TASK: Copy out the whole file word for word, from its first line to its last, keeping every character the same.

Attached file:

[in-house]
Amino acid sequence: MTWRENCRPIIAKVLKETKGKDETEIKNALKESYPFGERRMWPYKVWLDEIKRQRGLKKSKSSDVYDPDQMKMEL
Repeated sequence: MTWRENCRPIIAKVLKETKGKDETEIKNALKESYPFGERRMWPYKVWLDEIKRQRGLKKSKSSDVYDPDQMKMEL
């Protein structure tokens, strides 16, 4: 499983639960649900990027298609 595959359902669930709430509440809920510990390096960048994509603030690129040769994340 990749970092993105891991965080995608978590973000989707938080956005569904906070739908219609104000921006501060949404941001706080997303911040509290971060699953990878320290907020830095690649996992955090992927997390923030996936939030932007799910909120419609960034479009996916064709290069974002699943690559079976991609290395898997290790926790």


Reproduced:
[in-house]
Amino acid sequence: MTWRENCRPIIAKVLKETKGKDETEIKNALKESYPFGERRMWPYKVWLDEIKRQRGLKKSKSSDVYDPDQMKMEL
Repeated sequence: MTWRENCRPIIAKVLKETKGKDETEIKNALKESYPFGERRMWPYKVWLDEIKRQRGLKKSKSSDVYDPDQMKMEL
């Protein structure tokens, strides 16, 4: 499983639960649900990027298609 595959359902669930709430509440809920510990390096960048994509603030690129040769994340 990749970092993105891991965080995608978590973000989707938080956005569904906070739908219609104000921006501060949404941001706080997303911040509290971060699953990878320290907020830095690649996992955090992927997390923030996936939030932007799910909120419609960034479009996916064709290069974002699943690559079976991609290395898997290790926790």